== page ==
Regarding something working out of the box, in some ways I agree, and in other ways I don't.  If you want to just test the environment and libraries to see if they are capable of what you are looking for (before spending a lot of time on it), then yes, having something work out of the box is a plus.  However, if you intend to work with an IDE long-term, it's probably best to figure out for yourself how to resolve all of the issues, so that you gain the background / insight / intuition to solve problems down the road.

Here's the text from my post:

In order to proceed, you'll need to install the following two packages:

In addition, you will need to overwrite the mbed firmware with one provided by Segger.

Now open KDS and import an existing project, and point to C:\Freescale\MQX_KSDK_1.0.0\tcpip\rtcs\examples\httpsrv\build\kds\httpsrv_frdmk64f120m.  Try building it, and you'll end up with a bunch of compiler errors because gcc won't be able to find several header files.  You need to add a bunch of file paths to the includes list.

To include the paths, go to Project Properties -> C/C++ Build -> Settings -> Cross ARM C Compiler -> Includes and then add the following paths:

"${KSDK_PATH}/rtos/mqx/mqx/source/bsp/K64F12"
"${KSDK_PATH}/boards/frdmk64f120m"
"${KSDK_PATH}/platform/system/hwtimer"
"${KSDK_PATH}/platform/osa"
"${KSDK_PATH}/rtos/mqx/mqx/source/bsp"
"${KSDK_PATH}/rtos/mqx/mqx/source/psp/cortex_m/compiler/gcc_arm"
"${KSDK_PATH}/rtos/mqx/mqx/source/psp/cortex_m"
"${KSDK_PATH}/rtos/mqx/mqx/source/include"
"${KSDK_PATH}/rtos/mqx/config/common"
"${KSDK_PATH}/rtos/mqx/config/mcu/mk64f120m"
"${KSDK_PATH}/rtos/mqx/config/board/frdmk64f120m"
"${KSDK_PATH}/tcpip/rtcs/source/include"
"${KSDK_PATH}/rtos/mqx/nshell/source/include"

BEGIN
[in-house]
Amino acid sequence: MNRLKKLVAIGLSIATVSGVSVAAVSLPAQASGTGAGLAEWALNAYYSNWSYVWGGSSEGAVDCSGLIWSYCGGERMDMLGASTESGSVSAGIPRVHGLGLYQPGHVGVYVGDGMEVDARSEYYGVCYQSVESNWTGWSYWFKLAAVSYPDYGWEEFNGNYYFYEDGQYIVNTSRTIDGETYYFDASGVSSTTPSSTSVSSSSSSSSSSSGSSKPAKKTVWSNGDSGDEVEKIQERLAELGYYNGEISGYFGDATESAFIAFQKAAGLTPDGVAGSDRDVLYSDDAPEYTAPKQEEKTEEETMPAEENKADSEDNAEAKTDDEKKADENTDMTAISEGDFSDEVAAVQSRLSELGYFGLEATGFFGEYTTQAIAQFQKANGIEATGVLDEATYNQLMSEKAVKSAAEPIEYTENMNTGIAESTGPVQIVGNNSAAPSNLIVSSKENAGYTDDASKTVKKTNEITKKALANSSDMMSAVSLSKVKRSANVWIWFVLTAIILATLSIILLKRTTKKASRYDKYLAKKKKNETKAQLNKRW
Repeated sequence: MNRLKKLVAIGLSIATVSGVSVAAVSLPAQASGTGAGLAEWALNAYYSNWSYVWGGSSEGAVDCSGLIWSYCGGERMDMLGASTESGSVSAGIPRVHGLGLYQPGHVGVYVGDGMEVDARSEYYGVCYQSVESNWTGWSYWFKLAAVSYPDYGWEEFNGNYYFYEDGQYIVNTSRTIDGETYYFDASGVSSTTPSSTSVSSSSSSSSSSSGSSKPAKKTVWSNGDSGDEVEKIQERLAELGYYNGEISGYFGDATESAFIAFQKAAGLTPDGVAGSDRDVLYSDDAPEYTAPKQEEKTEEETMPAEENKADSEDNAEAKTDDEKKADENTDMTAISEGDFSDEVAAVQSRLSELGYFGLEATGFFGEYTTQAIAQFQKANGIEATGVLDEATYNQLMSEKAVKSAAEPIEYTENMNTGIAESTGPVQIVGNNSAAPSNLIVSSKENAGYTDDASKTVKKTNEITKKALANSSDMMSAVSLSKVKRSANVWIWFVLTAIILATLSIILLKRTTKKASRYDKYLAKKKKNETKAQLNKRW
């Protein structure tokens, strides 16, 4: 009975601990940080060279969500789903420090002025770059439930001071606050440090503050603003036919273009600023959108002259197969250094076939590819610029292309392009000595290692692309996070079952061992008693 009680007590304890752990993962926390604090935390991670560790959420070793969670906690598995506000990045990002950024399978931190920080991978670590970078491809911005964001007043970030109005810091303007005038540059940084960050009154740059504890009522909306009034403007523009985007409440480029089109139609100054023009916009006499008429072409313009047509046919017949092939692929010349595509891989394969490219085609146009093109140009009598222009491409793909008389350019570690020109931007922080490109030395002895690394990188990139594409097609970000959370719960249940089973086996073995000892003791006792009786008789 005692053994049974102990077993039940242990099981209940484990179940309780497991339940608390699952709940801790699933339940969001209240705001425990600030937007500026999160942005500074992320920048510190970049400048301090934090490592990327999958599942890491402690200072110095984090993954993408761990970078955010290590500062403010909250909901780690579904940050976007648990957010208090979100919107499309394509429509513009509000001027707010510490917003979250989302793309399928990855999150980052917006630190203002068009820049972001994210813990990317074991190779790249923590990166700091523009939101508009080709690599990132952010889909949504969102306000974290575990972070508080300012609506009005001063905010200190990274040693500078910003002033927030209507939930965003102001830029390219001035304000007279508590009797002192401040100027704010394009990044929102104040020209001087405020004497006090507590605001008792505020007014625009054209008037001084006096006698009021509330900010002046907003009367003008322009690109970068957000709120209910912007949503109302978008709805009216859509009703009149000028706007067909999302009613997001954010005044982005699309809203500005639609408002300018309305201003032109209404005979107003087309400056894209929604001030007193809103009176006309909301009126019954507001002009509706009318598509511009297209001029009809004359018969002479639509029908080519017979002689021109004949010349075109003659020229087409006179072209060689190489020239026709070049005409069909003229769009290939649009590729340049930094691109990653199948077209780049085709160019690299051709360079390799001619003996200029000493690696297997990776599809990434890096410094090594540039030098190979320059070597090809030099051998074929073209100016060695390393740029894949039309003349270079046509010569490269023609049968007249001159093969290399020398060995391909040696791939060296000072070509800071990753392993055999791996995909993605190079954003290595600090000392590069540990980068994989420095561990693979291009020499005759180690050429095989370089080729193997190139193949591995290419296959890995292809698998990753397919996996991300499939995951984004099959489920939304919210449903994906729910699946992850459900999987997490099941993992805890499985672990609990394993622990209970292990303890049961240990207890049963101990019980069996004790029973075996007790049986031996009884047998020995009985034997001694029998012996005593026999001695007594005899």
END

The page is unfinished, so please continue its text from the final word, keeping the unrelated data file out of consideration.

where ${KSDK_PATH} is likely C:\Freescale\MQX_KSDK_1.0.0.

Build again, and you'll end up with the following linker errors:

arm-none-eabi-gcc: error: ..\..\..\..\..\..\..\..\lib\ksdk_mqx_lib\kds\K64F12\debug\ksdk_mqx_lib.a: No such file or directory
arm-none-eabi-gcc: error: ..\..\..\..\..\..\lib\frdmk64f120m.kds\debug\rtcs\rtcs.a: No such file or directory
arm-none-eabi-gcc: error: ..\..\..\..\..\..\..\..\rtos\mqx\lib\frdmk64f120m.kds\debug\nshell\nshell.a: No such file or directory
arm-none-eabi-gcc: error: ..\..\..\..\..\..\..\..\rtos\mqx\lib\frdmk64f120m.kds\debug\bsp\bsp.a: No such file or directory
arm-none-eabi-gcc: error: ..\..\..\..\..\..\..\..\rtos\mqx\lib\frdmk64f120m.kds\debug\psp\psp.a: No such file or directory
arm-none-eabi-gcc: error: ..\..\..\..\..\..\..\..\rtos\mqx\lib\frdmk64f120m.kds\debug\mqx_stdlib\mqx_stdlib.a: No such file or directory

Add the following projects to your KDS workspace and build them:

C:\Freescale\MQX_KSDK_1.0.0\lib\ksdk_mqx_lib\kds\K64F12

C:\Freescale\MQX_KSDK_1.0.0\tcpip\rtcs\build\kds\rtcs_frdmk64f120m

C:\Freescale\MQX_KSDK_1.0.0\rtos\mqx\nshell\build\kds\nshell_frdmk64f120m

C:\Freescale\MQX_KSDK_1.0.0\rtos\mqx\mqx\build\kds\bsp_frdmk64f120m

C:\Freescale\MQX_KSDK_1.0.0\rtos\mqx\mqx\build\kds\psp_frdmk64f120m

C:\Freescale\MQX_KSDK_1.0.0\rtos\mqx\mqx_stdlib\build\kds\mqx_stdlib_frdmk64f120m

Now go back and build httpsrv.  You shouldn't get any errors.  At this point, you need to change the IP address of the K64F.  This is found in config.h.

To debug/run the application, right click httpsrv in the project view, then go to Debug As.. -> Debug Configurations.  Double-click the "GDB SEGGER J-Link Debugging" node and it will auto-generate a configuration called "httpsrv_frdmk64f120m In Flash Debug" with all of the relevant information auto-populated.

Click Debug.  You'll know it's working if you get this dialog:

pastedImage_0.png

Ignore this warning:

pastedImage_1.png

The debugger should have started in the paused state in main.  Just click the Run icon to continue running.  If you ping the IP that you had specified in config.h, it should work.  In addition, you should be able to reach the mbed device via a web browser!

pastedImage_2.png

8 Views
Contributor IV

Hi Dave,

Thanks for the detailed desciption! It worked very well. :-) You made my day. Now I can finally try the demos.

- Chris

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Senior Contributor II

Great, I'm really glad it helped you out!  Thanks for letting me know.

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Contributor IV

Hi Derek,

Thanks for this hint. In the demo attached to this thread RTCS isn't included. So, I downloaded the package for MQX; but this doesn't include KDS projects.

I'm now adding the RTCS files and updating the MQX files. Hopefuly this works out. After this I would be able to try the examples. :-)

Thanks

-Chris